Saturday, October 24, 2009

Rich Biodiversity @ Temasek Junior College - Part 1

Situating along Bedok South Road in the eastern part of Singapore, Temasek Junior College (TJC) is one of the largest and top education institutions for Year 9 to Year 12 students. A few months ago, I planted a seedling of Bidens pilosa (or perhaps B. alba) near the basketball court. Under the good care of uncle Neo, one of the cleaning contractor's staff, the plants are flourishing. Today a few clusters of the plants together with other herbs maintained by uncle Neo are doing very well, attracting many butterflies and other fauna species.

This beautiful butterfly, Tawny Coster (Acraea violae , 斑珍蝶) will thrill you with its brightly-coloured wing patterns when they were fluttering elegantly and feeding on the Bidens flower heads. Tawny Coster tends to open the wings fully like this when feeding. This pristine male specimen was intoxicated by the rich nectar in the many small flowers of Bidens . It stayed at this position for a while even though it was swaying in the wind left and right. However, with patience I was still able to get a decent shot like this. Here is an excellent account of how this migrant came and thrived here. You will definitely love the colours of this male Blue Pansy (Junonia orithya wallacei). Though a bit tattered the brilliantly-coloured wings still enticed me to take a few shots of it whenever it settled or perched on a leaf. Striped Albatross (Appias libythea olferna, 利比尖粉蝶) is a rather common butterfly which is fast on the wings. Striped Albatross is sexually dimorphic (male and female look different). So in the following two shots, can you tell which is male and female ? When they were feeding on flowers, photographers would always love to capture their beauty.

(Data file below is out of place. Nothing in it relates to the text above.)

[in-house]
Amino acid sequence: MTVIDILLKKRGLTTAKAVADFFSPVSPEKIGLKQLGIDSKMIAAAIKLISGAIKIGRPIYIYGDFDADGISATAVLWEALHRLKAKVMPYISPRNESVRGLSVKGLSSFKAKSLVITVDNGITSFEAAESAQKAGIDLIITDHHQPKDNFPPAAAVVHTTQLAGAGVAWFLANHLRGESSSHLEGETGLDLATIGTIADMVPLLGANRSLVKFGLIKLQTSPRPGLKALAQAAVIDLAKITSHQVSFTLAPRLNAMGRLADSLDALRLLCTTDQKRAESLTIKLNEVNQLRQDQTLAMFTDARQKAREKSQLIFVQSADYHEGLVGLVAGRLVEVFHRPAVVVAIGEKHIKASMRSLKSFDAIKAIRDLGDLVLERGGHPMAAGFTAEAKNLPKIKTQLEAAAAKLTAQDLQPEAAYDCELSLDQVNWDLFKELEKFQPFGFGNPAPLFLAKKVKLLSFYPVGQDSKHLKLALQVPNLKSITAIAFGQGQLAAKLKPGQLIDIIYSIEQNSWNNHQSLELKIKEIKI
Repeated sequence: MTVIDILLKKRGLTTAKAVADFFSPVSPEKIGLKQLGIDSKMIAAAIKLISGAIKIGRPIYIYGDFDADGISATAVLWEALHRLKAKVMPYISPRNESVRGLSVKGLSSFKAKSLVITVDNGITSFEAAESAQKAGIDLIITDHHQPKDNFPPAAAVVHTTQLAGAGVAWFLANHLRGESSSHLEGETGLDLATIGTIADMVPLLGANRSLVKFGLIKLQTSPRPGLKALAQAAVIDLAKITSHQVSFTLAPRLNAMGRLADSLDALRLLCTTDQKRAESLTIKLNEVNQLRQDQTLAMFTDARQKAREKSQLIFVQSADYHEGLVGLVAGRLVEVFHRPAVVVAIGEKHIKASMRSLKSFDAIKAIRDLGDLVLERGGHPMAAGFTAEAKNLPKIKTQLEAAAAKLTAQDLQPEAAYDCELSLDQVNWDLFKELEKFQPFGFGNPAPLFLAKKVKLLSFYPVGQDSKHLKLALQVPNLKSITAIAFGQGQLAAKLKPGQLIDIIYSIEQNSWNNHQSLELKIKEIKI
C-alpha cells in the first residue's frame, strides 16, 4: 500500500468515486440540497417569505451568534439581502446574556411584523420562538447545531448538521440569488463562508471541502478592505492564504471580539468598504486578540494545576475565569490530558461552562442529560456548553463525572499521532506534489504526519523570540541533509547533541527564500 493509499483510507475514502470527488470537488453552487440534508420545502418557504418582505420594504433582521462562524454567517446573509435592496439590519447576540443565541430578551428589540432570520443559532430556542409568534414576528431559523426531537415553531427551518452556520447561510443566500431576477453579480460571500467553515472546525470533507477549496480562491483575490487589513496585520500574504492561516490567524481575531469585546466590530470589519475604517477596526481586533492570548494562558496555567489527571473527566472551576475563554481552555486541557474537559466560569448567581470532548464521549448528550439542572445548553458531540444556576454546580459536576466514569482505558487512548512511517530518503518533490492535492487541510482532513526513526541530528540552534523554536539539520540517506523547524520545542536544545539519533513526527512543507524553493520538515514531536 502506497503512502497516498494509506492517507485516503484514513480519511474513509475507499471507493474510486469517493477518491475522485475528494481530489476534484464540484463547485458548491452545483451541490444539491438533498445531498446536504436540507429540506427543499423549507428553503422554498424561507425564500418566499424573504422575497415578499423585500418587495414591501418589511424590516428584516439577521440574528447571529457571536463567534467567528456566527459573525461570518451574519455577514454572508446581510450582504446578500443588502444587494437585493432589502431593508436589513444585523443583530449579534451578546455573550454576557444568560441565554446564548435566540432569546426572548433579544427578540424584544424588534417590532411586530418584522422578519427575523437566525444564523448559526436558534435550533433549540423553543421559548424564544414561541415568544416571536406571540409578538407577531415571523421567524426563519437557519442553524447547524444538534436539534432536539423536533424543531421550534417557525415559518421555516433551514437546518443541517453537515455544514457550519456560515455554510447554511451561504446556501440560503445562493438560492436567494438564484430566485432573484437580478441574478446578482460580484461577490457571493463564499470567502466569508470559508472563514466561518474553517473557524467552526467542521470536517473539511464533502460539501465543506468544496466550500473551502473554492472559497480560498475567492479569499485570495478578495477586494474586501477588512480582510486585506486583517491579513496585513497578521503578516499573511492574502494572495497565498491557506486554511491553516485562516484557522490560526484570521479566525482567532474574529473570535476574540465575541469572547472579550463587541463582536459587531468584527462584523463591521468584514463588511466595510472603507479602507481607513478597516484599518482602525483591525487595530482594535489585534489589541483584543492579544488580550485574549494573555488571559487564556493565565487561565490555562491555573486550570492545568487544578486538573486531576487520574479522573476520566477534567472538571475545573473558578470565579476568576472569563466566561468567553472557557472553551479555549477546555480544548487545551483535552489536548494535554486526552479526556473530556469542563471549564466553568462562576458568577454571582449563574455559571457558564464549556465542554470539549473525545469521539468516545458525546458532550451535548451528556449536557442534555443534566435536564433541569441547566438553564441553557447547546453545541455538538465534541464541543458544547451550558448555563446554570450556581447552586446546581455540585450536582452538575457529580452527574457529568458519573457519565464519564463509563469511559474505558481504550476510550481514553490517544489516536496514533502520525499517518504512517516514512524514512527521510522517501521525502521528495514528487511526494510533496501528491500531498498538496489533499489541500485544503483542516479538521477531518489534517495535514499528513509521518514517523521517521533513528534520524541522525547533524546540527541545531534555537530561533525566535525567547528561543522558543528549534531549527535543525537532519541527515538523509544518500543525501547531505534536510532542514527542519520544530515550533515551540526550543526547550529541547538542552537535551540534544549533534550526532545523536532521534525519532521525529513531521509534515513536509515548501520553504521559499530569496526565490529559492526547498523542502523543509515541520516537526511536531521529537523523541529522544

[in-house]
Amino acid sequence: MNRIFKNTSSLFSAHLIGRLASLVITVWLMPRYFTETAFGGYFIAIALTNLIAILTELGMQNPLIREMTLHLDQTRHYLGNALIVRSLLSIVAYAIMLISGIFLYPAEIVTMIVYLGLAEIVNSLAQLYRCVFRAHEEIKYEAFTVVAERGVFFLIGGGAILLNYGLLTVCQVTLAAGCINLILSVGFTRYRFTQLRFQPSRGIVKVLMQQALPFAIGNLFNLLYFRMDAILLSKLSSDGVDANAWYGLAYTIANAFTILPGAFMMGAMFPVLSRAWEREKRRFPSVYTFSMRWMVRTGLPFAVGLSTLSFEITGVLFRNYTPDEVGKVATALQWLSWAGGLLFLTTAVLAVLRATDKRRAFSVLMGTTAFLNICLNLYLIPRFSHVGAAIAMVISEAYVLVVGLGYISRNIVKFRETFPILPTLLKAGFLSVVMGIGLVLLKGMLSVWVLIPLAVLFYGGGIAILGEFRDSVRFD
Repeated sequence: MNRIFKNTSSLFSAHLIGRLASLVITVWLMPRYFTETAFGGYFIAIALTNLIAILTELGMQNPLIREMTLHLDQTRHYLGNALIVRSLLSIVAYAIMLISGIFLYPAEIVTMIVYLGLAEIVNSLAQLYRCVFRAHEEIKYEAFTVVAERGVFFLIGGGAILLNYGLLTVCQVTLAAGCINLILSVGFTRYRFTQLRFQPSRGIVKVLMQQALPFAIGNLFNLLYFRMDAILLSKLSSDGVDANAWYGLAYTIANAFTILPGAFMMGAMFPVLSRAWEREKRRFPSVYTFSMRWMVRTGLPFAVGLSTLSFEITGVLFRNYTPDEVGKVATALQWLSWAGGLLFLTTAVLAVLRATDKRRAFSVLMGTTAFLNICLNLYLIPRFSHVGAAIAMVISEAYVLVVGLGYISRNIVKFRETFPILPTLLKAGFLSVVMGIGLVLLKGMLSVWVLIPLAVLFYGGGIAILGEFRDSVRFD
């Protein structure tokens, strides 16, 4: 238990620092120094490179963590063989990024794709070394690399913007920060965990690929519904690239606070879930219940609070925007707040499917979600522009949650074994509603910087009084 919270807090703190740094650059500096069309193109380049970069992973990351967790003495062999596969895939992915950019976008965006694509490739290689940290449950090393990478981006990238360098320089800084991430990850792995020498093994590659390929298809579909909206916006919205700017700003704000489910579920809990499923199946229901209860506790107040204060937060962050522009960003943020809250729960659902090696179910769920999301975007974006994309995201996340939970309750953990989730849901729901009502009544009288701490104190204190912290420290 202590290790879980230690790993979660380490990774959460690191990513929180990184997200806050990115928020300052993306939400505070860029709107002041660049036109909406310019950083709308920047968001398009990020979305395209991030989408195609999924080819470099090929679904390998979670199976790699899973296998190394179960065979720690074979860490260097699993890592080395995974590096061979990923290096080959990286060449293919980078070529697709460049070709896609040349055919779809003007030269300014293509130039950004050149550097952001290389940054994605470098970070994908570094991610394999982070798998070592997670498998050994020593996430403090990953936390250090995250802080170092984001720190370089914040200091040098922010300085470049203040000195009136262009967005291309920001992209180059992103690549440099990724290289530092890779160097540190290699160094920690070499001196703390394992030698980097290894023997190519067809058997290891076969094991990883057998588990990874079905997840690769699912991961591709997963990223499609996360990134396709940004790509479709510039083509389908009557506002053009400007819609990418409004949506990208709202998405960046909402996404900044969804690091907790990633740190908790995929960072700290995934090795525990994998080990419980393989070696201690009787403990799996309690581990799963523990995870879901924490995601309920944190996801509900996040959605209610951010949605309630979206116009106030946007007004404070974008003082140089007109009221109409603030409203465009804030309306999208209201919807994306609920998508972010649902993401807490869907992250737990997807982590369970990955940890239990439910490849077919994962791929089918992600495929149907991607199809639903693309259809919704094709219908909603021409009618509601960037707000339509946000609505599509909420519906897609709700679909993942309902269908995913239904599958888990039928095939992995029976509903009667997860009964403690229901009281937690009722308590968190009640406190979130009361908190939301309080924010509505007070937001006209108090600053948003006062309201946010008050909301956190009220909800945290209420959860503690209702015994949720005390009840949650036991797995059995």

It was a pleasant surprise when KY showed me a brown Lycaenid that he had just shot and had not seen before in the college (Yes, he has been very diligently keeping track of the number of species he spotted). I was lucky to see this Centaur Oakblue (Arhopala centaurus nakula, 银链嬈灰蝶) still feeding on the flowers. A tiny and inconspicuous butterfly not bigger than a 10-cent coin, Lesser Grass Blue (Zizina otis lampa, 毛眼灰蝶) was abundant on a few occasions when I was there. I hope to spot another similar species next time.Apart from butterfly species (there were a lot more species that I was not able to shoot), other small little beauties also visited the college. Here is a small and cute phytophagous Ladybug beetle (Epilachna indica) foraging on a leaf. Of course, the plants and insects here already formed an ecosystem and the food web is one of the characteristics in any ecosystem. Here is a shot when a honey bee became the meal of a Crab Spider and some small flies might have gained some advantage as well.
There were quite a number of carpenter bees (Xylocopa confusa ) both male and female, buzzing around. Of course the female were always very diligently collecting nectar from flower to flower while the male just buzzing and hovering and "doing nothing". This shot below reveals the nice bluish and shining wings which I have not noticed before.

Remember, though these carpenter bees look big and scary, they are really harmless critters so long as you leave them alone - you are unlikely to get stunk by them.With its rich diversity of fauna and flora species, TJC has the potential to develop itself into a Garden Junior College. As Singapore is launching The Singapore Index on Cities' Biodiversity , I feel that each school can play a part in observing and recording the fauna and flora species in the school compound - creating an awareness of the importance of biodiversity amongst students. Who knows, you may record something new.

In Part 2 (at the moment I cannot tell when I will publish it), I will probably feature some flora and other insect species including other butterfly species that KY or I will shoot in our future surveys.


  1. The crab spider looks interesting. Can't figure out the orientation though... what's the white balloon like thing on the spider? Is that the abdomen?


  2. Hi Desmond
    Thanks for dropping by here. Yes, it does look like the abdomen.